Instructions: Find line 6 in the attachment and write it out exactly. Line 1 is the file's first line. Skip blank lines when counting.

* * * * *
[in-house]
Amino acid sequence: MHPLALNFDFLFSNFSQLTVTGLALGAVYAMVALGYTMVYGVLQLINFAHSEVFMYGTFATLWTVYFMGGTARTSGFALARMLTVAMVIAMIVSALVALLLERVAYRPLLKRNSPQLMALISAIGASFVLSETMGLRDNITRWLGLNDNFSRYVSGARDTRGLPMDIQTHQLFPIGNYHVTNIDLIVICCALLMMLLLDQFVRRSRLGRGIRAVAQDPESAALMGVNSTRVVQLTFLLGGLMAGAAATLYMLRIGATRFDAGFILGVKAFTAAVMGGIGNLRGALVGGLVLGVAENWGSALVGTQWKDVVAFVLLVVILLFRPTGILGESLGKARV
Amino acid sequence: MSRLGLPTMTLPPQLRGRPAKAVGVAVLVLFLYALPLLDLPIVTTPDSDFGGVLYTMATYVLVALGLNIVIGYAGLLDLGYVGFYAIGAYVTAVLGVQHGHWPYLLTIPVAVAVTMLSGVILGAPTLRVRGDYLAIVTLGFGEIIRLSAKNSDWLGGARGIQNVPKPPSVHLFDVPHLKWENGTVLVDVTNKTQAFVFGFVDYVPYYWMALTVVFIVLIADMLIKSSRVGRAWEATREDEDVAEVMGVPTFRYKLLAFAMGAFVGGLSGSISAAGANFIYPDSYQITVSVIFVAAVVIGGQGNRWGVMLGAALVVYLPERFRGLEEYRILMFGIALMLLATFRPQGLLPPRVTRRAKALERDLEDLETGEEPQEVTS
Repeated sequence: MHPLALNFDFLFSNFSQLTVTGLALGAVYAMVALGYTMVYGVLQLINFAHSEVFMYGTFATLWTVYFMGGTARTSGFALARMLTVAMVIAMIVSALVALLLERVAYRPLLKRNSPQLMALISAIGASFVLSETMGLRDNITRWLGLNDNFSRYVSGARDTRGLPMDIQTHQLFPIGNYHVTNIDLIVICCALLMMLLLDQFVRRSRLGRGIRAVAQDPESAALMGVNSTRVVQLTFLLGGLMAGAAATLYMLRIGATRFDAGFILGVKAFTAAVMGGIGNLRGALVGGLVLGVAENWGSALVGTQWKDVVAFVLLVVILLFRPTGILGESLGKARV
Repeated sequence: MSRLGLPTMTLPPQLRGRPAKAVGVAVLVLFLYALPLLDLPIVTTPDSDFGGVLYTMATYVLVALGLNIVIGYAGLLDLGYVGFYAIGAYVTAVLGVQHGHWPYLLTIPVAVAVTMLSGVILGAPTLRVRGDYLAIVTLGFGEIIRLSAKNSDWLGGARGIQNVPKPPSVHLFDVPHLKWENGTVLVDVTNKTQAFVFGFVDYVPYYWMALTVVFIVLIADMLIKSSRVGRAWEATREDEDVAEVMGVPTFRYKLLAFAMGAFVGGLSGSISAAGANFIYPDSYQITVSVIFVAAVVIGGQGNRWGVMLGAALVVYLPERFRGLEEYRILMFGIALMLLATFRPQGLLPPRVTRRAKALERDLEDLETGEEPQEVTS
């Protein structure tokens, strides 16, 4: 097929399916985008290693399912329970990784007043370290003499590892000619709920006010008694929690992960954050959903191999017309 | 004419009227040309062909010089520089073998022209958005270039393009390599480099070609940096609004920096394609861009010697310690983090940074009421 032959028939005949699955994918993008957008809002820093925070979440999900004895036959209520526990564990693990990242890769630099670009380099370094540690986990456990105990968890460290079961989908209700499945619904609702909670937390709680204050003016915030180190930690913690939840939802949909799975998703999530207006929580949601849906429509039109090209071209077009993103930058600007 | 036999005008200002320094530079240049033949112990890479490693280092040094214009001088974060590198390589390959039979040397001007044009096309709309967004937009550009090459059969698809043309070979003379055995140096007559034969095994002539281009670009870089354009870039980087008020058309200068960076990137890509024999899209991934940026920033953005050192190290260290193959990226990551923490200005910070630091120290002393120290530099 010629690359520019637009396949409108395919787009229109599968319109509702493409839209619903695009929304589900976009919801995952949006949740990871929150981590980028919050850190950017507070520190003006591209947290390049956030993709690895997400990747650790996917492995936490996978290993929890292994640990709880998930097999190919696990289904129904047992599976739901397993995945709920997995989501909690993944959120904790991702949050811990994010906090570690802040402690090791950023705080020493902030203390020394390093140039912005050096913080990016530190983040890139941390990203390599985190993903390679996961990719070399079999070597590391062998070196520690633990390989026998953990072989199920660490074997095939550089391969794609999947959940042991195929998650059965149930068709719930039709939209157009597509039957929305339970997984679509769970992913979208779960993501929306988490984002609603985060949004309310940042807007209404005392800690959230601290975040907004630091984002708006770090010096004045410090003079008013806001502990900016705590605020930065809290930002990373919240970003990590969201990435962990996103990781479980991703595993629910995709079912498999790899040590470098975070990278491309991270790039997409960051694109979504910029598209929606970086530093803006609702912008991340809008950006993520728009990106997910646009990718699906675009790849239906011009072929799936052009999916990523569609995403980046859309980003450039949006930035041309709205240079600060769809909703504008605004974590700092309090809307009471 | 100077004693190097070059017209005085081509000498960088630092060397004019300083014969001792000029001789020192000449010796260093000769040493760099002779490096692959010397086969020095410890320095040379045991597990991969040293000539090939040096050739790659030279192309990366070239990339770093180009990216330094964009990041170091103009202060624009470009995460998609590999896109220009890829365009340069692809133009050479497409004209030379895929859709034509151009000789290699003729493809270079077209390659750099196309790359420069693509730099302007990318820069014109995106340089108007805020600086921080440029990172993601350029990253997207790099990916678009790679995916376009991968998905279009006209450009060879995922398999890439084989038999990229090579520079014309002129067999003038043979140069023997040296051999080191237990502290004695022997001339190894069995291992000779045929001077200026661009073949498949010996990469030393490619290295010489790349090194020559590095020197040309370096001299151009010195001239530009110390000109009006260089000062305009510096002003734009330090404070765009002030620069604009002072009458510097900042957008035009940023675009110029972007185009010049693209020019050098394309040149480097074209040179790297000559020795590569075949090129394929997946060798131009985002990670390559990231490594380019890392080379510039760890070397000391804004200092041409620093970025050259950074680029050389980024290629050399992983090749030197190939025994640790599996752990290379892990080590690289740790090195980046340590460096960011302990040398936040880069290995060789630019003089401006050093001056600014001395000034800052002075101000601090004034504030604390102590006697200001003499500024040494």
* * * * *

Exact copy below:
């Protein structure tokens, strides 16, 4: 097929399916985008290693399912329970990784007043370290003499590892000619709920006010008694929690992960954050959903191999017309 | 004419009227040309062909010089520089073998022209958005270039393009390599480099070609940096609004920096394609861009010697310690983090940074009421 032959028939005949699955994918993008957008809002820093925070979440999900004895036959209520526990564990693990990242890769630099670009380099370094540690986990456990105990968890460290079961989908209700499945619904609702909670937390709680204050003016915030180190930690913690939840939802949909799975998703999530207006929580949601849906429509039109090209071209077009993103930058600007 | 036999005008200002320094530079240049033949112990890479490693280092040094214009001088974060590198390589390959039979040397001007044009096309709309967004937009550009090459059969698809043309070979003379055995140096007559034969095994002539281009670009870089354009870039980087008020058309200068960076990137890509024999899209991934940026920033953005050192190290260290193959990226990551923490200005910070630091120290002393120290530099 010629690359520019637009396949409108395919787009229109599968319109509702493409839209619903695009929304589900976009919801995952949006949740990871929150981590980028919050850190950017507070520190003006591209947290390049956030993709690895997400990747650790996917492995936490996978290993929890292994640990709880998930097999190919696990289904129904047992599976739901397993995945709920997995989501909690993944959120904790991702949050811990994010906090570690802040402690090791950023705080020493902030203390020394390093140039912005050096913080990016530190983040890139941390990203390599985190993903390679996961990719070399079999070597590391062998070196520690633990390989026998953990072989199920660490074997095939550089391969794609999947959940042991195929998650059965149930068709719930039709939209157009597509039957929305339970997984679509769970992913979208779960993501929306988490984002609603985060949004309310940042807007209404005392800690959230601290975040907004630091984002708006770090010096004045410090003079008013806001502990900016705590605020930065809290930002990373919240970003990590969201990435962990996103990781479980991703595993629910995709079912498999790899040590470098975070990278491309991270790039997409960051694109979504910029598209929606970086530093803006609702912008991340809008950006993520728009990106997910646009990718699906675009790849239906011009072929799936052009999916990523569609995403980046859309980003450039949006930035041309709205240079600060769809909703504008605004974590700092309090809307009471 | 100077004693190097070059017209005085081509000498960088630092060397004019300083014969001792000029001789020192000449010796260093000769040493760099002779490096692959010397086969020095410890320095040379045991597990991969040293000539090939040096050739790659030279192309990366070239990339770093180009990216330094964009990041170091103009202060624009470009995460998609590999896109220009890829365009340069692809133009050479497409004209030379895929859709034509151009000789290699003729493809270079077209390659750099196309790359420069693509730099302007990318820069014109995106340089108007805020600086921080440029990172993601350029990253997207790099990916678009790679995916376009991968998905279009006209450009060879995922398999890439084989038999990229090579520079014309002129067999003038043979140069023997040296051999080191237990502290004695022997001339190894069995291992000779045929001077200026661009073949498949010996990469030393490619290295010489790349090194020559590095020197040309370096001299151009010195001239530009110390000109009006260089000062305009510096002003734009330090404070765009002030620069604009002072009458510097900042957008035009940023675009110029972007185009010049693209020019050098394309040149480097074209040179790297000559020795590569075949090129394929997946060798131009985002990670390559990231490594380019890392080379510039760890070397000391804004200092041409620093970025050259950074680029050389980024290629050399992983090749030197190939025994640790599996752990290379892990080590690289740790090195980046340590460096960011302990040398936040880069290995060789630019003089401006050093001056600014001395000034800052002075101000601090004034504030604390102590006697200001003499500024040494």